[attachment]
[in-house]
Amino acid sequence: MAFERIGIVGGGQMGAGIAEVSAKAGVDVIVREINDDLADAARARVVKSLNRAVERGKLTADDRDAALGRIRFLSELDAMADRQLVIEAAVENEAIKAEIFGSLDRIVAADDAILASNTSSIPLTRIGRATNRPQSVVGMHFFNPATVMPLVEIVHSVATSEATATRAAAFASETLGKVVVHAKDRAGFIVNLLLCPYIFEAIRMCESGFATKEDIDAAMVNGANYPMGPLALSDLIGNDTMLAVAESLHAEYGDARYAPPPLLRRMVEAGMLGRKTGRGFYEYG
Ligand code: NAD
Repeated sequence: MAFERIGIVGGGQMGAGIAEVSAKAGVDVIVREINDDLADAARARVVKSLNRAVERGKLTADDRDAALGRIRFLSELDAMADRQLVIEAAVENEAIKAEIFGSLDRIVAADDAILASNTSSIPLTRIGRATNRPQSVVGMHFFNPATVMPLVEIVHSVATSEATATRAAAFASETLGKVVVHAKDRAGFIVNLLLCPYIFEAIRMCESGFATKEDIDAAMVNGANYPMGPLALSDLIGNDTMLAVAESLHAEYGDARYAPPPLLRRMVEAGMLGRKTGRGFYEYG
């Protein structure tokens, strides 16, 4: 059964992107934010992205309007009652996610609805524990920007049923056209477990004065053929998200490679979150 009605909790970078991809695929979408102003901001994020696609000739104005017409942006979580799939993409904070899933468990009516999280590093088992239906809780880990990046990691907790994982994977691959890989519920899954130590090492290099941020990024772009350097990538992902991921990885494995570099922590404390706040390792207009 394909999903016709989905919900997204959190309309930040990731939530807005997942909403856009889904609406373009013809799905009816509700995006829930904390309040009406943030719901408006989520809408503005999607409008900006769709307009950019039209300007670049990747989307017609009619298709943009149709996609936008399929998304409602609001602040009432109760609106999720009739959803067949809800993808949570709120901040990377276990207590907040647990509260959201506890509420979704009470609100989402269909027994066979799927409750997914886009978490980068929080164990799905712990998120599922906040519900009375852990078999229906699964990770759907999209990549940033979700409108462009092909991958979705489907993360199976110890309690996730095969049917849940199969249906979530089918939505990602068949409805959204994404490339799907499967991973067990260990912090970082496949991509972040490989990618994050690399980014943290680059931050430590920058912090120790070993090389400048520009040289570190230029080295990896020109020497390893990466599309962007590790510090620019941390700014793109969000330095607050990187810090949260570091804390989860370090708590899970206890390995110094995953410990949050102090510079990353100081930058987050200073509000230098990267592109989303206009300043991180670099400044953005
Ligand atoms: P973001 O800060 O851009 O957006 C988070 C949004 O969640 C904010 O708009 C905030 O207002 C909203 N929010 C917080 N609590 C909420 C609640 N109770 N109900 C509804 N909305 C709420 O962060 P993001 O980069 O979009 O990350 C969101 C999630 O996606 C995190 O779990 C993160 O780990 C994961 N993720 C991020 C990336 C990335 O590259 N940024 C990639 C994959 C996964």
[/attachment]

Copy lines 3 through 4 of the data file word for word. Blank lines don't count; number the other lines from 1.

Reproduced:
Ligand code: NAD
Repeated sequence: MAFERIGIVGGGQMGAGIAEVSAKAGVDVIVREINDDLADAARARVVKSLNRAVERGKLTADDRDAALGRIRFLSELDAMADRQLVIEAAVENEAIKAEIFGSLDRIVAADDAILASNTSSIPLTRIGRATNRPQSVVGMHFFNPATVMPLVEIVHSVATSEATATRAAAFASETLGKVVVHAKDRAGFIVNLLLCPYIFEAIRMCESGFATKEDIDAAMVNGANYPMGPLALSDLIGNDTMLAVAESLHAEYGDARYAPPPLLRRMVEAGMLGRKTGRGFYEYG